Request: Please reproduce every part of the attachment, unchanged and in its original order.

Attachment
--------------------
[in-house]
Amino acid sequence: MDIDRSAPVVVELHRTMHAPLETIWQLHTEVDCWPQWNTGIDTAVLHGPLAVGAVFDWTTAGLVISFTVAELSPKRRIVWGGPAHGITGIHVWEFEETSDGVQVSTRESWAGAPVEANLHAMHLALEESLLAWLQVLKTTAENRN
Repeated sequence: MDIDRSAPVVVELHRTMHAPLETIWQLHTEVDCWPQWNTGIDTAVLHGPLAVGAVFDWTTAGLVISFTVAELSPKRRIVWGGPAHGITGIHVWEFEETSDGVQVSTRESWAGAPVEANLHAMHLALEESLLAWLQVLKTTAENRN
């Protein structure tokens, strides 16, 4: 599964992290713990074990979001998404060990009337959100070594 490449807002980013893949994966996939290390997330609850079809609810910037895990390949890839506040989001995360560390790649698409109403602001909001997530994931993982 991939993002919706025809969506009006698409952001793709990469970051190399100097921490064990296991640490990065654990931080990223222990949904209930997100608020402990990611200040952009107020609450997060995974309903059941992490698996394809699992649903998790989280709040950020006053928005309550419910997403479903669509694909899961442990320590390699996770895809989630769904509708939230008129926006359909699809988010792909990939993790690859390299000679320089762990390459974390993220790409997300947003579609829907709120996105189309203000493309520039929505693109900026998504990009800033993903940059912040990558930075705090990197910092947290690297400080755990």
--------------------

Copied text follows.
[in-house]
Amino acid sequence: MDIDRSAPVVVELHRTMHAPLETIWQLHTEVDCWPQWNTGIDTAVLHGPLAVGAVFDWTTAGLVISFTVAELSPKRRIVWGGPAHGITGIHVWEFEETSDGVQVSTRESWAGAPVEANLHAMHLALEESLLAWLQVLKTTAENRN
Repeated sequence: MDIDRSAPVVVELHRTMHAPLETIWQLHTEVDCWPQWNTGIDTAVLHGPLAVGAVFDWTTAGLVISFTVAELSPKRRIVWGGPAHGITGIHVWEFEETSDGVQVSTRESWAGAPVEANLHAMHLALEESLLAWLQVLKTTAENRN
């Protein structure tokens, strides 16, 4: 599964992290713990074990979001998404060990009337959100070594 490449807002980013893949994966996939290390997330609850079809609810910037895990390949890839506040989001995360560390790649698409109403602001909001997530994931993982 991939993002919706025809969506009006698409952001793709990469970051190399100097921490064990296991640490990065654990931080990223222990949904209930997100608020402990990611200040952009107020609450997060995974309903059941992490698996394809699992649903998790989280709040950020006053928005309550419910997403479903669509694909899961442990320590390699996770895809989630769904509708939230008129926006359909699809988010792909990939993790690859390299000679320089762990390459974390993220790409997300947003579609829907709120996105189309203000493309520039929505693109900026998504990009800033993903940059912040990558930075705090990197910092947290690297400080755990």